Minister of State Joe O’Brien has announced his intention to establish a working group to tackle the issue of food poverty in Ireland.
The minister, who has responsibility for community development and charities within the Department of Rural and Community Development, said it is envisaged that the group will be comprised of senior officials from various government departments and representatives from relevant NGOs.
He announced this at the second meeting of the Social Inclusion Roadmap Steering Group this week.
Exploring the drivers and mitigating factors
Agriland reported in November 2020 that the group was to examine the issue of food poverty in this country, while aiming to reduce the number of people in “consistent poverty in Ireland to 2% or less, increase social inclusion for people who are most disadvantaged, and make Ireland one of the most socially inclusive countries in the EU”.
Green Party deputy O’Brien said he is “committed to overseeing a comprehensive programme of work” to further explore the drivers of food poverty and to identify mitigating actions.
Food poverty has been defined as “the inability to have an adequate and nutritious diet due to issues of affordability or accessibility”.
The Department of Social Protection and the Department of Rural and Community Development oversee a number of social inclusion programmes that either directly or indirectly try to help alleviate food poverty.
However, the minister has acknowledged that the issue of food poverty “cross-cuts a number of departments”.
“I believe that in putting together this working group on food poverty, we can harness the collective efforts of all departments and tackle the issue in a coherent and holistic manner,” Minister O’Brien added.
What is food waste and food poverty?
The UN has identified food waste/loss as the decrease in mass or nutritional value of edible food throughout the supply chain that was intended for human consumption.
Three types of food waste are identified by the Department of Climate Action:
- 60% is avoidable food waste like leftovers and gone off fruit and vegetables;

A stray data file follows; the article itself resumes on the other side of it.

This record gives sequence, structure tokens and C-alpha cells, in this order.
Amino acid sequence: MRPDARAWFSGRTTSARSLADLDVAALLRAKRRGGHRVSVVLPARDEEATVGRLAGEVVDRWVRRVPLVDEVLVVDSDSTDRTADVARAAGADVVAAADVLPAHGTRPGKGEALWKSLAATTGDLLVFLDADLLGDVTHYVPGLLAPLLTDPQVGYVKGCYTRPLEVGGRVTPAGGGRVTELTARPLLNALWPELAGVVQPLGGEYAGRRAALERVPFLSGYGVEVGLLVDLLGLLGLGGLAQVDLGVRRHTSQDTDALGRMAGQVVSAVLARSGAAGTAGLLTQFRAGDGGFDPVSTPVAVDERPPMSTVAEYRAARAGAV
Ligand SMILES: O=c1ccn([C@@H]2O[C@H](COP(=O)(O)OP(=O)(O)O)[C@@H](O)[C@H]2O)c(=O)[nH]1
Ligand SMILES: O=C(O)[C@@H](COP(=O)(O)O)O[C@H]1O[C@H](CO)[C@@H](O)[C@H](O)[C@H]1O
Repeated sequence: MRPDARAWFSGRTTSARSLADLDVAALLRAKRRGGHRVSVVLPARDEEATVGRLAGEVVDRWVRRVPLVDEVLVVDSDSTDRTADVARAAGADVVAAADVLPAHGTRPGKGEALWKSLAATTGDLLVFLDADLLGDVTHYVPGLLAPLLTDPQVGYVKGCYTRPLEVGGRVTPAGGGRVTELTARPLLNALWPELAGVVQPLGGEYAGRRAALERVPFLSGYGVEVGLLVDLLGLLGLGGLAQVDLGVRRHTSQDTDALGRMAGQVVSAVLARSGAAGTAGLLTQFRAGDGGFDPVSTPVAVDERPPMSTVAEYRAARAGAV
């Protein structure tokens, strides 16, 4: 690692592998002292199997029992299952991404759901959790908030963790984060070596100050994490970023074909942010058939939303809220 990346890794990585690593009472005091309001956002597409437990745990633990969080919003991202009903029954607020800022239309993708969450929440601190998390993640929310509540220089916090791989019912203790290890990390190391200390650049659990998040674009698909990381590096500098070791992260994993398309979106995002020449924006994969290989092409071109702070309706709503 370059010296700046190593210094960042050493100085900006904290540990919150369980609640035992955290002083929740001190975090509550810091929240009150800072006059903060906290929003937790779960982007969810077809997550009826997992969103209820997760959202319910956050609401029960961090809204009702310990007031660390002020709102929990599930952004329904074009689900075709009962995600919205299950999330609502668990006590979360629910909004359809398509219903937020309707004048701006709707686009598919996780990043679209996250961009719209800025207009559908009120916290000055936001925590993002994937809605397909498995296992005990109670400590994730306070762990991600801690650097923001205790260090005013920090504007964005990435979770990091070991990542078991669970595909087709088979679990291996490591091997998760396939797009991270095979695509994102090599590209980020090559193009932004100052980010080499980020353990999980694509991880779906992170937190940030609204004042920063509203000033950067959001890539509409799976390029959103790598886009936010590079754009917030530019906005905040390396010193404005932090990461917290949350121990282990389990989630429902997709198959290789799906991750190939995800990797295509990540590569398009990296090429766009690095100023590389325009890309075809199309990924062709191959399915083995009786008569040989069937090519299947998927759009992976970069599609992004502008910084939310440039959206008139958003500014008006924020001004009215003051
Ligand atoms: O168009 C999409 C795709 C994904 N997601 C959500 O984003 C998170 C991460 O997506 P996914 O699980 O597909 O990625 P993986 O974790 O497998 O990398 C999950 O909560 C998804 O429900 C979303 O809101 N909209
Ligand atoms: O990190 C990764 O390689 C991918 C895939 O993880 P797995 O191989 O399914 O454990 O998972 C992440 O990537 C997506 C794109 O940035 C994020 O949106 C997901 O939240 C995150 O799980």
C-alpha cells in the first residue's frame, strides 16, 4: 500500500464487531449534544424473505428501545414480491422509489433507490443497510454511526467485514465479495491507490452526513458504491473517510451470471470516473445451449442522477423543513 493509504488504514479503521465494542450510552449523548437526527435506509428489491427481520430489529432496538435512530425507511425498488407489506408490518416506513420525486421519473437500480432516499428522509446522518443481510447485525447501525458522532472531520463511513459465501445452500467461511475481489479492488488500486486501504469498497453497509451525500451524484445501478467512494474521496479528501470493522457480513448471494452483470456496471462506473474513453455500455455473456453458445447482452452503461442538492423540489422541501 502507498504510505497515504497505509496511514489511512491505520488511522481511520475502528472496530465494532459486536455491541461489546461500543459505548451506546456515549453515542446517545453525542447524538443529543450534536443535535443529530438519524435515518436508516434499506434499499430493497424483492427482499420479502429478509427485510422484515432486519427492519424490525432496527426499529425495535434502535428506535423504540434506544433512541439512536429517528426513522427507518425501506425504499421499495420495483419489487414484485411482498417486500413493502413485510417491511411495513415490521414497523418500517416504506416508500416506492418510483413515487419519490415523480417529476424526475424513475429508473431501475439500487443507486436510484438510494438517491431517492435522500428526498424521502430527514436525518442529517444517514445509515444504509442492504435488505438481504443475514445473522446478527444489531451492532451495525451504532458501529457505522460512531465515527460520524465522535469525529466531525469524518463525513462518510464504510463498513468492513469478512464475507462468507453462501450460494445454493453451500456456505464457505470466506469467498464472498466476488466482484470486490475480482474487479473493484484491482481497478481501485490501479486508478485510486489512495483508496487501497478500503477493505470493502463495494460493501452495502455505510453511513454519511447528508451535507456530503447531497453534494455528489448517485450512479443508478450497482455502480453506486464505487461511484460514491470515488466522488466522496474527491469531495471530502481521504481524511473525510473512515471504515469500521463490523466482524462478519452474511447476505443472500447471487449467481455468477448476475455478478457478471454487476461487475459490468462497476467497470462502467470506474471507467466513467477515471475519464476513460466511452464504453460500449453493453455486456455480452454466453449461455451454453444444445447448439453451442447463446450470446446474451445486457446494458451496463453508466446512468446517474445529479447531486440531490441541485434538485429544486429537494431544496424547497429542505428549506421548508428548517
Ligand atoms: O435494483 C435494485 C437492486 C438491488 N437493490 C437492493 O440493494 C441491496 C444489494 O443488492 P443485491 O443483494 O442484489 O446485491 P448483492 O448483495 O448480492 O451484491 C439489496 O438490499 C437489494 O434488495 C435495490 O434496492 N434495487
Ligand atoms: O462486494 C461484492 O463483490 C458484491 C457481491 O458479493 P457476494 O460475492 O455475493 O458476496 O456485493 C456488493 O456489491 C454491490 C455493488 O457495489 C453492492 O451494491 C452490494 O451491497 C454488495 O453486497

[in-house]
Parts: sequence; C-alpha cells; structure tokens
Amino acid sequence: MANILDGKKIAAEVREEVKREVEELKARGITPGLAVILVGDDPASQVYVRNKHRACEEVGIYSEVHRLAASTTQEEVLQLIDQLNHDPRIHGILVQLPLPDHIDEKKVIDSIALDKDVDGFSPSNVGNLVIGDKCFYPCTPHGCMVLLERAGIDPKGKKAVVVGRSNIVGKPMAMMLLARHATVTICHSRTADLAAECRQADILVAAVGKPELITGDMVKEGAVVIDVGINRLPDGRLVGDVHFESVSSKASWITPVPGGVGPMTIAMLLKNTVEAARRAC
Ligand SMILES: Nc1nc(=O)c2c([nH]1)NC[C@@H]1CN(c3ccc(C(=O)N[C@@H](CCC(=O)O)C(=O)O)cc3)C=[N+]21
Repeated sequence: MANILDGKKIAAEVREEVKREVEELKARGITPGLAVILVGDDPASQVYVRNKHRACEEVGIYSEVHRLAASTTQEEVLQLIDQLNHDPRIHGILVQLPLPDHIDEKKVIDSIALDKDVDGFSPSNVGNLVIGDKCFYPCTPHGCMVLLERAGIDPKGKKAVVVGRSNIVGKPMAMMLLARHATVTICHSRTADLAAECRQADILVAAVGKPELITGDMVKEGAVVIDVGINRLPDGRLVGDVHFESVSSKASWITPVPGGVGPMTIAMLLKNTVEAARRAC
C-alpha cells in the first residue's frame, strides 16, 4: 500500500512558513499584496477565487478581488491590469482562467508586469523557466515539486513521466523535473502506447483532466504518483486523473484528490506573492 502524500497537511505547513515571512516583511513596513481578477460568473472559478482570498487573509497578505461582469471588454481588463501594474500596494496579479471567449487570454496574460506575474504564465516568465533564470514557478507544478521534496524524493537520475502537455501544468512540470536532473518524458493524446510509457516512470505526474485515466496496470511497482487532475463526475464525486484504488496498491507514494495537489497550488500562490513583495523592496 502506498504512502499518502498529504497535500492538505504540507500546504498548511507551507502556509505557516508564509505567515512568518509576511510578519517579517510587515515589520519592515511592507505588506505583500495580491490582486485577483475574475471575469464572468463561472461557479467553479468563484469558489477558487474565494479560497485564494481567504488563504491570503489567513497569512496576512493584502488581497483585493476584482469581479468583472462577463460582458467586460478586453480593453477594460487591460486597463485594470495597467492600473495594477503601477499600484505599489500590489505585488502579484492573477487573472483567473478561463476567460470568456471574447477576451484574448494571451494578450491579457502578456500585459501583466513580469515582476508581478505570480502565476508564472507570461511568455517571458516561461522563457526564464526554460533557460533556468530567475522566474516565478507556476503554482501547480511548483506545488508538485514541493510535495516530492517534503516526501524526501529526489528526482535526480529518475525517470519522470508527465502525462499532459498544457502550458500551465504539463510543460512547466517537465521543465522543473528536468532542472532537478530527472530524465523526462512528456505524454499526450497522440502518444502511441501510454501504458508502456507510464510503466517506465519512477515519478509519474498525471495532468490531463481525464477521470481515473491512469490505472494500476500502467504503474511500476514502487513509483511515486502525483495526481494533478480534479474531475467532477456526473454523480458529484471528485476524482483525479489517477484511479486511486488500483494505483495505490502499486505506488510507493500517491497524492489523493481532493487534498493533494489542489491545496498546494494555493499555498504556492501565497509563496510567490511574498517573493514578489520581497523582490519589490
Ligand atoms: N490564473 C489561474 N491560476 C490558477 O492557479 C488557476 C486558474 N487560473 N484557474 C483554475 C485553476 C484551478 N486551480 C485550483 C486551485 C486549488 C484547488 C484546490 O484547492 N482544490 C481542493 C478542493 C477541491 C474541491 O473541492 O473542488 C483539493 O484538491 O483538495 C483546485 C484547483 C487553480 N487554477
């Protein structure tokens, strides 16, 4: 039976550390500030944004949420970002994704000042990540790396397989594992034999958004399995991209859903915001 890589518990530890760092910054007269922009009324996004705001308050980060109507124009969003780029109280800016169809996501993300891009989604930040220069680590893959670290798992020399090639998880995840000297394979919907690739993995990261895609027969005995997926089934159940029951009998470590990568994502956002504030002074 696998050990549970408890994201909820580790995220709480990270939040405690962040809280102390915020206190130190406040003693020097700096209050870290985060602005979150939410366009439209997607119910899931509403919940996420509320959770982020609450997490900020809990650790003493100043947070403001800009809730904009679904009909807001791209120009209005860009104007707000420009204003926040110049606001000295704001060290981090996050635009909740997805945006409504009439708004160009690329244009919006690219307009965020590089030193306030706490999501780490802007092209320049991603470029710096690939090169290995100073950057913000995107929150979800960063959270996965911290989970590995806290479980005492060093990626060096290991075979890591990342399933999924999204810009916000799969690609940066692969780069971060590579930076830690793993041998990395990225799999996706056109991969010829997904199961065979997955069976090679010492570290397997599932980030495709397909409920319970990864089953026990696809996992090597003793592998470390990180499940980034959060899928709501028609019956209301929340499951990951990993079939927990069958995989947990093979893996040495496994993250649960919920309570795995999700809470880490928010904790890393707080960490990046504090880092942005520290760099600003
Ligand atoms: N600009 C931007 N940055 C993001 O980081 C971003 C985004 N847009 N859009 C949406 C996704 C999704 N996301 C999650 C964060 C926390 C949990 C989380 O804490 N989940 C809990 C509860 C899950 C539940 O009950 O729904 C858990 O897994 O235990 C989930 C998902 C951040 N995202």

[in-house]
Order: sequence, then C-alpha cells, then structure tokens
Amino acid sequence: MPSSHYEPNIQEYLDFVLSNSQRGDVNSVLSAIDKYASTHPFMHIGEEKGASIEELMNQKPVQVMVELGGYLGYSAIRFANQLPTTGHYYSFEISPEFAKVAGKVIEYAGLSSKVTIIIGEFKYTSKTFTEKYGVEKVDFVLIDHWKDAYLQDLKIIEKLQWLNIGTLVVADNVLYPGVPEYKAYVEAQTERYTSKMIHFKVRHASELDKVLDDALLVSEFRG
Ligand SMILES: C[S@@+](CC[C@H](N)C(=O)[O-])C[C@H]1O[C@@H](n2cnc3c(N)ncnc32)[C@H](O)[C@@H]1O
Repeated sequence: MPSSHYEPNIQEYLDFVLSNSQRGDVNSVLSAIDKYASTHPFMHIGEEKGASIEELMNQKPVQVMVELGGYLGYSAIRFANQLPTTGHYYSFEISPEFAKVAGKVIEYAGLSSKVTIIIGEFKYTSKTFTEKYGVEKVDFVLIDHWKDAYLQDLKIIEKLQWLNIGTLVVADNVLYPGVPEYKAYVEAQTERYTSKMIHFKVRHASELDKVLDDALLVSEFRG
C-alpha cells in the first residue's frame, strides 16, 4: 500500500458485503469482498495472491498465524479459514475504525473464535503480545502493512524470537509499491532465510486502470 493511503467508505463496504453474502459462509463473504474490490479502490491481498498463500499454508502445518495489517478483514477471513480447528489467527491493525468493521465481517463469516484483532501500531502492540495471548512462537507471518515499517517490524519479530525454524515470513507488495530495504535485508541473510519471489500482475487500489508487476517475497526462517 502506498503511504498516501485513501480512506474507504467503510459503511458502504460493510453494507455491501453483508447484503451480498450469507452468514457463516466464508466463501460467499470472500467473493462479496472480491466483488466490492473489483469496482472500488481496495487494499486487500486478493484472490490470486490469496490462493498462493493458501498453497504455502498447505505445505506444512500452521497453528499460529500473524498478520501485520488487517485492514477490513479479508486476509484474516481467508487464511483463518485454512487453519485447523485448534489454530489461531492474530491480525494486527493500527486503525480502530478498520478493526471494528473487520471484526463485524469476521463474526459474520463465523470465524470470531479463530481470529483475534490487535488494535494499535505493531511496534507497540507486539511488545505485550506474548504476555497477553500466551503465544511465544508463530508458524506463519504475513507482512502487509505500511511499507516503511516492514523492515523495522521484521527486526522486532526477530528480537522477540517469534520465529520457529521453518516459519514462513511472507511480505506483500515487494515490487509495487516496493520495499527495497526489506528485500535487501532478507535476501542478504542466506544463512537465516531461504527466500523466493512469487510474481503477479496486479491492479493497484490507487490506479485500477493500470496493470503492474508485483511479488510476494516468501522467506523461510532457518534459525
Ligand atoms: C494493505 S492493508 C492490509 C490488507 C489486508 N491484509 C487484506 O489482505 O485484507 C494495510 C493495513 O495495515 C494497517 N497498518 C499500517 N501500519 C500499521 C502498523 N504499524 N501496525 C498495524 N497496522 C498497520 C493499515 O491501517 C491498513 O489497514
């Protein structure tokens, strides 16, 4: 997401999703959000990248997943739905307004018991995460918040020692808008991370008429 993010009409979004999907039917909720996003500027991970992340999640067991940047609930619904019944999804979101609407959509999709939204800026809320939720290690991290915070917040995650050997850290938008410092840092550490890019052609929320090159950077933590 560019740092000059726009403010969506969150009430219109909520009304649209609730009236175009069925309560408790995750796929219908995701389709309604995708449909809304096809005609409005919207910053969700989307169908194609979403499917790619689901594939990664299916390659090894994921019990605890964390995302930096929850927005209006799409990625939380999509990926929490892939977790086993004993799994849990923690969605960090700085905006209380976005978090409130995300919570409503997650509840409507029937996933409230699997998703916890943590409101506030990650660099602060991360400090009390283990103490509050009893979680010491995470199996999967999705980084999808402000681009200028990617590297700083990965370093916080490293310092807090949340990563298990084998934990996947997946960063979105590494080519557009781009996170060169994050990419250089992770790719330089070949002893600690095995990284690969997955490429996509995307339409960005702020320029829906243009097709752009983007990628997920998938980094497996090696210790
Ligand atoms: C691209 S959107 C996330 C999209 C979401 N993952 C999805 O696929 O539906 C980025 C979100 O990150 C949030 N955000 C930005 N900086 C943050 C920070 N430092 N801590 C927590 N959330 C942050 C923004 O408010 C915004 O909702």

- 20% is potentially avoidable food waste like bread crusts and potato skins;
- 20% is unavoidable food waste like banana skins and chicken bones.
Food waste is related to food poverty, evident during the Covid-19 pandemic; people overbought food in a panic leading to shortages in supermarkets, which often are key donors to food banks and charities.
Then, much of the food that was bought was not consumed and was discarded as waste.
In Ireland, there are over a million tonnes of food waste disposed of each year. Around a third of this comes from households.
Every household in Ireland is responsible for 117kg of food waste. The cost per household is between €400 and €1,000 per year.
24% cutting back on food due to cost
A significant proportion of Irish society is facing a multitude of financial pressures due to the pandemic, including “loss of income; increased household expenditure on basics; erosion of savings to meet ordinary living expenses; falling behind on bills; and being forced to cut back on essentials like food, heating and electricity”.
This is according to RED C research commissioned by the Society of St. Vincent de Paul (SVP).
It finds that those who are experiencing the most adverse financial impacts are many of the groups that were vulnerable to poverty prior to the pandemic, including low-income families with children, lone parents, renters, and people with disabilities.
Data from a sample of 1,026 adults shows that 43% of the population reported experiencing at least one form of financial strain due to the Covid-19 pandemic with:
- 24% cutting back on food, heating or electricity due to cost;
- 22% using savings to meet ordinary living expenses;
- 14% falling behind on bills such as rent, mortgages, utilities or other regular payments;
- 7% going into debt (personal loan, credit cards) to meet ordinary living expenses.
Surge in demand from charities for food redistribution services
Social enterprise FoodCloud has experienced an “unprecedented surge in demand” from charities for its food redistribution services over the past 12 months.
FoodCloud works with retail and food businesses across the supply chain to help them redistribute their surplus food to its network of more than 9,500 charities and community groups across Ireland and internationally.
Between March 2020, when the pandemic began, and February 2021, FoodCloud has increased the volume of food donations to communities by 78% through its three hubs.
In 2020, over 3,022t of food, equating to more than 7.2 million meals, was distributed through retail partners and FoodCloud hubs to charities across the country.
Today (Thursday, April 1), Aldi announced that it is donating an additional €25,000 in retail value of non-surplus food to the enterprise. Aldi is also introducing a new volunteering programme for staff – its store ‘Charity Champions’ will be allocated paid hours to support FoodCloud’s teams in distributing food from its hubs.
It will also be donating unsold poultry, beef, duck and lamb this Easter Sunday.